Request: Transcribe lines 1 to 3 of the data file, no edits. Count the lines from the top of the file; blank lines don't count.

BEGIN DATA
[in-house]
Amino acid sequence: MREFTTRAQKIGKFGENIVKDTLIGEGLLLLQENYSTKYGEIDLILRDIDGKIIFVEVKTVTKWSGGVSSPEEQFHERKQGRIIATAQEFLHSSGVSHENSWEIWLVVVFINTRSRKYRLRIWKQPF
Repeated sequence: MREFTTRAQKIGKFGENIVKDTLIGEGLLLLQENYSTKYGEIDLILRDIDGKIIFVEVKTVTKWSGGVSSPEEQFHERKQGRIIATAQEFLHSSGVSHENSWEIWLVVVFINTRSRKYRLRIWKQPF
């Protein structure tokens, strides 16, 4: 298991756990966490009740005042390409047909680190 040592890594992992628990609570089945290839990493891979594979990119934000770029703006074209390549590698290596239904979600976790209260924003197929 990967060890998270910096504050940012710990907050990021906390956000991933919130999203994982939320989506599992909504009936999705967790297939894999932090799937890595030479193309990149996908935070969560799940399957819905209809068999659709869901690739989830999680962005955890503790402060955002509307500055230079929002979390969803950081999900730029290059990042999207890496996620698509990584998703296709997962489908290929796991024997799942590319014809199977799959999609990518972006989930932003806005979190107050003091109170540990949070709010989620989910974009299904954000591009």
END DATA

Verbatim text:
[in-house]
Amino acid sequence: MREFTTRAQKIGKFGENIVKDTLIGEGLLLLQENYSTKYGEIDLILRDIDGKIIFVEVKTVTKWSGGVSSPEEQFHERKQGRIIATAQEFLHSSGVSHENSWEIWLVVVFINTRSRKYRLRIWKQPF
Repeated sequence: MREFTTRAQKIGKFGENIVKDTLIGEGLLLLQENYSTKYGEIDLILRDIDGKIIFVEVKTVTKWSGGVSSPEEQFHERKQGRIIATAQEFLHSSGVSHENSWEIWLVVVFINTRSRKYRLRIWKQPF